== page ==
1. Private Lives – Duchess Theatre, London, 7th July 1980.

image(752)image(753)This Greenwich Theatre production of Noel Coward’s crackingly good play came with excellent notices but I found it rather stiff and starchy. Maria Aitken played Amanda and I think she made the character a little too unlikeable. Can’t remember much more about it, I’m afraid.




Thanks for sticking with this long post of theatrical memories! My next post will be back to the holiday snaps and some memories from a day in Dublin last summer. Stay safe!

Review – Lungs, The Old Vic, In Camera Performance, 26th June 2020

LungsA few weeks into the lockdown and Mrs Chrisparkle and I were wondering what theatres could do to raise some money whilst still providing an artistic reward for our cash. Donating to your favourite local theatre is obviously a good move if you can afford it, but times are hard and there’s only so much anyone can do. There have been dozens of streamed broadcasts of recordings of successful shows transmitted over the airways during the lockdown which are well worth watching and making a donation for the privilege of doing so. But what about live performance, with all its risks, electricity, surprises and energy? A recorded performance can be a great reminder of a memorable show but it’s not quite the same as The Real Thing.

A few weeks further into lockdown, and, lo and behold, the Old Vic had the brilliant idea of presenting a play on their iconic stage, live alive-o, for which theatregoers could buy tickets in the usual way and then watch the live performance at home via Zoom (who’d heard of zoom four months ago?) recreating the genuine theatre experience as closely as possible without actually having to endanger ourselves by breaking social distancing. I knew hardly anything about the show but decided that buying a ticket had to be worth a try.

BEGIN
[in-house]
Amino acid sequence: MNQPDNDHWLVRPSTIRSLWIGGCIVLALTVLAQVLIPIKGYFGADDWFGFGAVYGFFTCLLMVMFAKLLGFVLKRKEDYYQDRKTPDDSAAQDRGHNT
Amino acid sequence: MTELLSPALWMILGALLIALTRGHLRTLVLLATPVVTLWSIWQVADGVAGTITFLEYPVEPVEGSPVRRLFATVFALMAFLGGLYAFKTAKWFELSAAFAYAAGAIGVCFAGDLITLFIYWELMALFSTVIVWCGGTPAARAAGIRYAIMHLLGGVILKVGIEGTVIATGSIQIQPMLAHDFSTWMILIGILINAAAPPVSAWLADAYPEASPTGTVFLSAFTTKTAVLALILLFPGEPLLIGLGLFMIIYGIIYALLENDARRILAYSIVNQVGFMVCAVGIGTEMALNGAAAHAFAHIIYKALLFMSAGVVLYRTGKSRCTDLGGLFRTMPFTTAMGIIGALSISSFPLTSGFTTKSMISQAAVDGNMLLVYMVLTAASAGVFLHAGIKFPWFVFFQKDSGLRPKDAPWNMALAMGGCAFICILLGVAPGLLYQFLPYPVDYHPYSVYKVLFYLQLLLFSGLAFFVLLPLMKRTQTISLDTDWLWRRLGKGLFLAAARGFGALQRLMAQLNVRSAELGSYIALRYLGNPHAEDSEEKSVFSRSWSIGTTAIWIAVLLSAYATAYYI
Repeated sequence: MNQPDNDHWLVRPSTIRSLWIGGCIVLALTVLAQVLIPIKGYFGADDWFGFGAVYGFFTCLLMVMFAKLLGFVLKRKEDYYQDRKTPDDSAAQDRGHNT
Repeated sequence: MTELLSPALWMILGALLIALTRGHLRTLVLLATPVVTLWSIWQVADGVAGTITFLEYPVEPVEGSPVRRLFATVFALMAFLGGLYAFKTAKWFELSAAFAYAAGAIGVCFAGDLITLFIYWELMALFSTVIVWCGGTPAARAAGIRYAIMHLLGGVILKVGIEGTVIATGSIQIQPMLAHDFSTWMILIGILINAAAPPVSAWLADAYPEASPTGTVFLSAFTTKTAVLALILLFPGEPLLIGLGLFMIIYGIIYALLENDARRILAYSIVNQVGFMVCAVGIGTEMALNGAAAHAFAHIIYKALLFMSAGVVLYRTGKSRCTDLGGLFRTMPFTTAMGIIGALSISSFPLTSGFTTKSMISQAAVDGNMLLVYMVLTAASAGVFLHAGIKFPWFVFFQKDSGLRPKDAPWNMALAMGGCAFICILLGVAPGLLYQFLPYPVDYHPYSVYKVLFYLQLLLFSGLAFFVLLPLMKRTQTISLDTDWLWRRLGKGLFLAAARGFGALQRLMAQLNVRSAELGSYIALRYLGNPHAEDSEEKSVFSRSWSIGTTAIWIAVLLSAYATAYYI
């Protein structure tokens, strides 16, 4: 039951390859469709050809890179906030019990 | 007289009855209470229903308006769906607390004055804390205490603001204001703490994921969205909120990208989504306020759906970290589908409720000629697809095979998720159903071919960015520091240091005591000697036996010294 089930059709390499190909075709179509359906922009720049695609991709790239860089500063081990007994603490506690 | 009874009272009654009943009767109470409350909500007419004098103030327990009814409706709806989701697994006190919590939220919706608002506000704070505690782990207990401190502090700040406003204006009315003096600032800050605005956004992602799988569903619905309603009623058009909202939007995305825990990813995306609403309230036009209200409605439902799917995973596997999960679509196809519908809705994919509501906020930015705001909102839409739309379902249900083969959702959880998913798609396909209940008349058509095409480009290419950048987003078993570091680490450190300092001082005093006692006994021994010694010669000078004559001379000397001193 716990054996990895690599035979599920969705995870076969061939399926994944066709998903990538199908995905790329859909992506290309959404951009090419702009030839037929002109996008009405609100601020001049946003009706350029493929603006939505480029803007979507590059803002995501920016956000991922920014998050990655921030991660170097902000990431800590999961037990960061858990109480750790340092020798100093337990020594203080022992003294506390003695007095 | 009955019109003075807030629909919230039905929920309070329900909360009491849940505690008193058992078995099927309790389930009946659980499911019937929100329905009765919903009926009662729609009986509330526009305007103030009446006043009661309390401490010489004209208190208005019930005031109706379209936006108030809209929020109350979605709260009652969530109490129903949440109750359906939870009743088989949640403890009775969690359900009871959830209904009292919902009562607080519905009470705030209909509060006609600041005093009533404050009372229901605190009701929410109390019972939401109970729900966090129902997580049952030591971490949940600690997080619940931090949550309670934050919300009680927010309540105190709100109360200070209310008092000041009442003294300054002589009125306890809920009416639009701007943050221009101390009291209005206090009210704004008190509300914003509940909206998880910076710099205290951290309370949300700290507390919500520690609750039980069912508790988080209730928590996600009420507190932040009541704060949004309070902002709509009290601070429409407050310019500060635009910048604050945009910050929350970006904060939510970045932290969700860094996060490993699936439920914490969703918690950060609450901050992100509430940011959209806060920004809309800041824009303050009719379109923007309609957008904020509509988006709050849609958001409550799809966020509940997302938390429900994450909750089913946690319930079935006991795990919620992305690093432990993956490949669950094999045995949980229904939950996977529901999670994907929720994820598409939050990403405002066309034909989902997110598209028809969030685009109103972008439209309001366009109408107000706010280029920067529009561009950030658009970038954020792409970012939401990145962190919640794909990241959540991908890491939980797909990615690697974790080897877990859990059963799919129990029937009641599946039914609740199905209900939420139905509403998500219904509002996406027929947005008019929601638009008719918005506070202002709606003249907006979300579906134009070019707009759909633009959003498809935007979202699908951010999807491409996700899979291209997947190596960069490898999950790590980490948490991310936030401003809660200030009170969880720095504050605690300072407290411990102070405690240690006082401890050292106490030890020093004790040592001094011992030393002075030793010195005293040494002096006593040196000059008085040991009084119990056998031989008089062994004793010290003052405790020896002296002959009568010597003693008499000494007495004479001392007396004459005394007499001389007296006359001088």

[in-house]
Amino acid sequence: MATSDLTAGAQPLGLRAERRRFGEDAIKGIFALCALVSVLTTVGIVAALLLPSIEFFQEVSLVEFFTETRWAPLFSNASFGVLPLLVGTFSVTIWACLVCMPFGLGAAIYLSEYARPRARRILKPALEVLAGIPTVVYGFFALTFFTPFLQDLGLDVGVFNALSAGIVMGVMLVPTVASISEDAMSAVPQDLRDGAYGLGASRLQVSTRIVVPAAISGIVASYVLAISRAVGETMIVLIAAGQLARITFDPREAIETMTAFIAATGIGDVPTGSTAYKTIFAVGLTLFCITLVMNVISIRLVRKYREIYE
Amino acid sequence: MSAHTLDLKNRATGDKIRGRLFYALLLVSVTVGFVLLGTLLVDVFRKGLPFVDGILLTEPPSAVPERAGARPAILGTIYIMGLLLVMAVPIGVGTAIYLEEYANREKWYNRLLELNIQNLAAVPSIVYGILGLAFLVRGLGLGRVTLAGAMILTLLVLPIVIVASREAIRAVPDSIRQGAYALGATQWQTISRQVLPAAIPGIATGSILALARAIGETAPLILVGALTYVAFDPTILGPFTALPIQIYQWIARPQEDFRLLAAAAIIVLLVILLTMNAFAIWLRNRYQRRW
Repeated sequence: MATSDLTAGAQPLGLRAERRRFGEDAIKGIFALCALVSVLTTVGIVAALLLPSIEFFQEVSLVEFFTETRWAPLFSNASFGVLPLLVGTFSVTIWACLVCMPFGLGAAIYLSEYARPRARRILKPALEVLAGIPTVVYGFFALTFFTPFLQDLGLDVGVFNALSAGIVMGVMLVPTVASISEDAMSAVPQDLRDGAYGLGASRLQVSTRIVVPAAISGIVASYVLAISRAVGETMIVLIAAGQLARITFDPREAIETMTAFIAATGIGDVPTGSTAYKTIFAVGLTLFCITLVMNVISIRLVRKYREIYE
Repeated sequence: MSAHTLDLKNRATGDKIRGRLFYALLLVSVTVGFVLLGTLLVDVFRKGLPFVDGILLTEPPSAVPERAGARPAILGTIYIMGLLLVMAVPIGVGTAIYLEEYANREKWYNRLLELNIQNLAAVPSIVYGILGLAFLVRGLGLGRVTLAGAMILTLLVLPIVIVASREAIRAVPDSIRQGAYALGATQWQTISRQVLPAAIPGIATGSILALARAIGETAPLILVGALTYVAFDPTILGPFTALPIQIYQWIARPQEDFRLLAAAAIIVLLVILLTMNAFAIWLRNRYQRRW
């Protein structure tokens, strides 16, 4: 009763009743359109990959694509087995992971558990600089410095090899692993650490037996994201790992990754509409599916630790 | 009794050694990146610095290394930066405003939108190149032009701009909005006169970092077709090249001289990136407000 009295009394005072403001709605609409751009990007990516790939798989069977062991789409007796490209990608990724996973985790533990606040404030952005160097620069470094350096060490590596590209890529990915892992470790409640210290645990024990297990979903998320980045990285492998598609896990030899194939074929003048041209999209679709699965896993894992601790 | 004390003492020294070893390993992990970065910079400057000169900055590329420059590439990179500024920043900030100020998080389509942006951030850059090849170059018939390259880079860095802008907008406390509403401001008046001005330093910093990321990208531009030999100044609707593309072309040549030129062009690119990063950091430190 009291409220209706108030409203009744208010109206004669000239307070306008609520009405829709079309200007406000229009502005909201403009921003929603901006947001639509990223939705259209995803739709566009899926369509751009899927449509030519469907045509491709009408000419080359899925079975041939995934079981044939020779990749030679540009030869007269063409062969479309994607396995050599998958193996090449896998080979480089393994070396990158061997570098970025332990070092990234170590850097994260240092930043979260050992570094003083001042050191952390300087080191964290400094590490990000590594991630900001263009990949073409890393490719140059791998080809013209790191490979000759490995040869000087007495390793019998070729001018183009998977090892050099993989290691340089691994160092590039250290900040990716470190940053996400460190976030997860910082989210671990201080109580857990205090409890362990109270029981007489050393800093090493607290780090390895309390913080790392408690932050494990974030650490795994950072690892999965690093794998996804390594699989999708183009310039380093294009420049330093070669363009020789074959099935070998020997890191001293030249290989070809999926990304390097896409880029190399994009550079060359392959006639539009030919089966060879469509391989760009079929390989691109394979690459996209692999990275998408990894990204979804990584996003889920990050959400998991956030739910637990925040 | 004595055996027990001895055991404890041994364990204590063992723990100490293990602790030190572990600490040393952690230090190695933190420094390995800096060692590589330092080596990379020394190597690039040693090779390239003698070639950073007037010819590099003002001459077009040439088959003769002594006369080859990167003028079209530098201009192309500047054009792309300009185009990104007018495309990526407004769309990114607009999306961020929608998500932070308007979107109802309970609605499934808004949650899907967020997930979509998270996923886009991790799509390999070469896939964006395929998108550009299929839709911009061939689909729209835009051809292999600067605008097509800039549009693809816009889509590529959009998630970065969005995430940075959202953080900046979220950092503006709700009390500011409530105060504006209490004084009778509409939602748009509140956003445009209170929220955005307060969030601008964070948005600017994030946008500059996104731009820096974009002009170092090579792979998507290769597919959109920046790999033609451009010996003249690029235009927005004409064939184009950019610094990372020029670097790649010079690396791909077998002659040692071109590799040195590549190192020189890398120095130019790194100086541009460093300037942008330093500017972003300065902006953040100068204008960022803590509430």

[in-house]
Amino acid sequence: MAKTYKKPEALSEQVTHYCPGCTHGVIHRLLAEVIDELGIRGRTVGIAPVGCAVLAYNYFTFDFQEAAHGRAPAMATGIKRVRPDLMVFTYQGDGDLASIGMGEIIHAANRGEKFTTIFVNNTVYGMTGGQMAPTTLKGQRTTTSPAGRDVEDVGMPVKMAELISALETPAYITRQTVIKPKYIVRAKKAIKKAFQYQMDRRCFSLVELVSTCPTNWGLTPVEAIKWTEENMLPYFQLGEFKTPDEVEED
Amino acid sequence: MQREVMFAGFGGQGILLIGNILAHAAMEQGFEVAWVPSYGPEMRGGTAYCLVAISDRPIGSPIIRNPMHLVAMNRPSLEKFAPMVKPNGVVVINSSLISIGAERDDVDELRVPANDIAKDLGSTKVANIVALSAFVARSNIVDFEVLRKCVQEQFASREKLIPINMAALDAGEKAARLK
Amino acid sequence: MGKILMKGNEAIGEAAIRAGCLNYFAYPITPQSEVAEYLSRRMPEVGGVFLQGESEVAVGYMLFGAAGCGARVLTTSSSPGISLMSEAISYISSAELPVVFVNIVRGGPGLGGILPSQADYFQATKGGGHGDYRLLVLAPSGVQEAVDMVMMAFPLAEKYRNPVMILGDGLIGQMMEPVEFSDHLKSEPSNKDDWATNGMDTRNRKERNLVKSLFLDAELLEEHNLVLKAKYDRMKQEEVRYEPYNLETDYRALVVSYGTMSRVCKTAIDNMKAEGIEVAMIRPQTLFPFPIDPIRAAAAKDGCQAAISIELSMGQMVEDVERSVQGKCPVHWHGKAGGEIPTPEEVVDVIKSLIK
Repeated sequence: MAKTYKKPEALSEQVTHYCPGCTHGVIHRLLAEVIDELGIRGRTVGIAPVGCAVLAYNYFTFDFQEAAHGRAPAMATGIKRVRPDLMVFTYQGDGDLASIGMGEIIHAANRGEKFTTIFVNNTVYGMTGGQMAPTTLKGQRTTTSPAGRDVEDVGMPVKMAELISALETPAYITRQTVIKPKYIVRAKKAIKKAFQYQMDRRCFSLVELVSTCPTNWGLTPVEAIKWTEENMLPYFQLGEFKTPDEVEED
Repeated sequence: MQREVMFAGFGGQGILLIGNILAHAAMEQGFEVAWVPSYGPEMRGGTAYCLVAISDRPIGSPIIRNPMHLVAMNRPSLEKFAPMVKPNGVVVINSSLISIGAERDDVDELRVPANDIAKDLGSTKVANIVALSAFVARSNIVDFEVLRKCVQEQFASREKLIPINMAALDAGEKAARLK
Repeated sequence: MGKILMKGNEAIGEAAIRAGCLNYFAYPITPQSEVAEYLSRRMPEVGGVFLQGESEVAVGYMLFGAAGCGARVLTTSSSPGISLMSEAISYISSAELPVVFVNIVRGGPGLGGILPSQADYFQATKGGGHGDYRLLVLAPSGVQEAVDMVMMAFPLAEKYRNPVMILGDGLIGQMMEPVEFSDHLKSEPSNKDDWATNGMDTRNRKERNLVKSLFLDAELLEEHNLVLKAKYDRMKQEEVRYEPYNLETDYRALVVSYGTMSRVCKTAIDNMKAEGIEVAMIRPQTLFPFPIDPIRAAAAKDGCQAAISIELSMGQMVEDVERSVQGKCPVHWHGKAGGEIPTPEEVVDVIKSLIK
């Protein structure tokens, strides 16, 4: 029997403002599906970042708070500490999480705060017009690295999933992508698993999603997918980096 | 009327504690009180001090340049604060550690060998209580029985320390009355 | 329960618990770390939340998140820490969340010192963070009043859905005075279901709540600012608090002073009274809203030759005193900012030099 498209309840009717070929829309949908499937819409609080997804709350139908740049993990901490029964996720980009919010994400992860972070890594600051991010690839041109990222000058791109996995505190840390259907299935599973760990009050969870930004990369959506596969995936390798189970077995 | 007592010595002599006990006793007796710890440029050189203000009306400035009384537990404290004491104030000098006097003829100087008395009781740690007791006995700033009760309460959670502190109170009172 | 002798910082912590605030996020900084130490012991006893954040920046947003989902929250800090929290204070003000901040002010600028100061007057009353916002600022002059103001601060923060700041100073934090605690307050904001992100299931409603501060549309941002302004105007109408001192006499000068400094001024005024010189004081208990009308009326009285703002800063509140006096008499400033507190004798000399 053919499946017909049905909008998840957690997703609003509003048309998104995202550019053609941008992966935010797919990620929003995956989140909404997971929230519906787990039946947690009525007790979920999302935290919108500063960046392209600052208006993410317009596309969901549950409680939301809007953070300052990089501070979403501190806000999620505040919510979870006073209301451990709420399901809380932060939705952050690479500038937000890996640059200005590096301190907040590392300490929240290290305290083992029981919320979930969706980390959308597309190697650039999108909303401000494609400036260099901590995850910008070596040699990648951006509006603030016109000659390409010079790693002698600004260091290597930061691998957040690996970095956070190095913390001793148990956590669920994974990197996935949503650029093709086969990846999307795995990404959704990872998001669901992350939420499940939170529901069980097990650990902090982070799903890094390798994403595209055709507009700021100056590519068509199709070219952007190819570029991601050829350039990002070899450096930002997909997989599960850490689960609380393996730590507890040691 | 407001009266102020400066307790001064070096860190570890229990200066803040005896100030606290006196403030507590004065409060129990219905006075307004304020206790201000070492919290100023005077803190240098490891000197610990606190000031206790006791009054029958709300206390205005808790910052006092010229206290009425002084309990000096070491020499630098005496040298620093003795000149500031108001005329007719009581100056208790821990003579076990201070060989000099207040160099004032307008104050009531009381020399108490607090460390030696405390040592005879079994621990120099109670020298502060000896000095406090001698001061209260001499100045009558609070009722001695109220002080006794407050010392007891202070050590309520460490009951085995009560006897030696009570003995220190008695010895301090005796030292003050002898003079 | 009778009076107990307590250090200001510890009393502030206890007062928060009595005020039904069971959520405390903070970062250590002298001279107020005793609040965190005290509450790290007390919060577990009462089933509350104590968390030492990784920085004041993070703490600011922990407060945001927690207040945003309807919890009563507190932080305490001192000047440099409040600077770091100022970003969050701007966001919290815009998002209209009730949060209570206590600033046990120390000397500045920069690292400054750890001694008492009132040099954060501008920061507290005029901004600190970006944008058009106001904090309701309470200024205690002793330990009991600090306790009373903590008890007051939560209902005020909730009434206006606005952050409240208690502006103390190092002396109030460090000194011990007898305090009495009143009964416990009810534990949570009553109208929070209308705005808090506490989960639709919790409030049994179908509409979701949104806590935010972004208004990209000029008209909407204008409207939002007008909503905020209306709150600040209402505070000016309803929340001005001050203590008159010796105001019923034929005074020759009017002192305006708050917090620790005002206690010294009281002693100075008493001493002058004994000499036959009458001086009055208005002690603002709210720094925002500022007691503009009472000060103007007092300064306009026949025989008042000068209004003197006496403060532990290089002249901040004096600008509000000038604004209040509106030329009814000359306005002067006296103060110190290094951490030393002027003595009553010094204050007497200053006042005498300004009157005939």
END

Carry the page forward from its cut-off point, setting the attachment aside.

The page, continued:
106087044_1810229569119312_7234165074705332147_nAnd so it was that last night we watched Lungs, Duncan Macmillan’s two-hander that enjoyed a successful run at the Old Vic last year, with new life breathed into it in this socially-distanced version with no set, hardly any crew and just a couple of camera operators. But the questions to be faced were: a) how would this work, b) would the connection be reliable, and c) could this be the short-term future for live performance? Answers: a) like a dream, b) absolutely, and c) YES! The Old Vic are on to an absolute winner with this idea.

To be fair, we’d probably have enjoyed it more if I’d remembered that I’d booked for last night’s performance and not next Friday’s, as I had erroneously written in my diary. Too much lockdown can make the brain go flabby, obvs. Fortunately, the Old Vic sent an email alert reminding us that the show was starting soon, and Mrs C was able to delay our evening meal until after the show finished. Thus, we made it to the virtual theatre with ten minutes to spare. As I was underprepared I couldn’t work out how to turn off the subtitles, so we had to watch the play with them on, not that that was a particular problem – but I’ll know for next time.

106175335_2666682963545118_4185622019019841800_nLungs is a snappy, pacey series of dialogues between Matt Smith’s Him and Claire Foy’s Her. Starting with them bickering in the aisles of a virtual IKEA, you can tell their relationship is never going to be a calm affair. Young, idealistic types who self-congratulate that they give to charity and watch subtitled films, they fret about the repercussions of starting a family to the detriment of the planet, but decide to go for it anyway. However, the route towards having a baby is often fraught with difficulty and sadness, and the play beautifully – and sometimes agonisingly – takes us on their torturous journey to parenthood. But it’s not just about infertility problems – in fact, it isn’t about infertility at all – it takes a much broader look at all the little things that can influence a relationship. I’ll say no more, but it contains a number of what J B Priestley would have called Difficult Corners.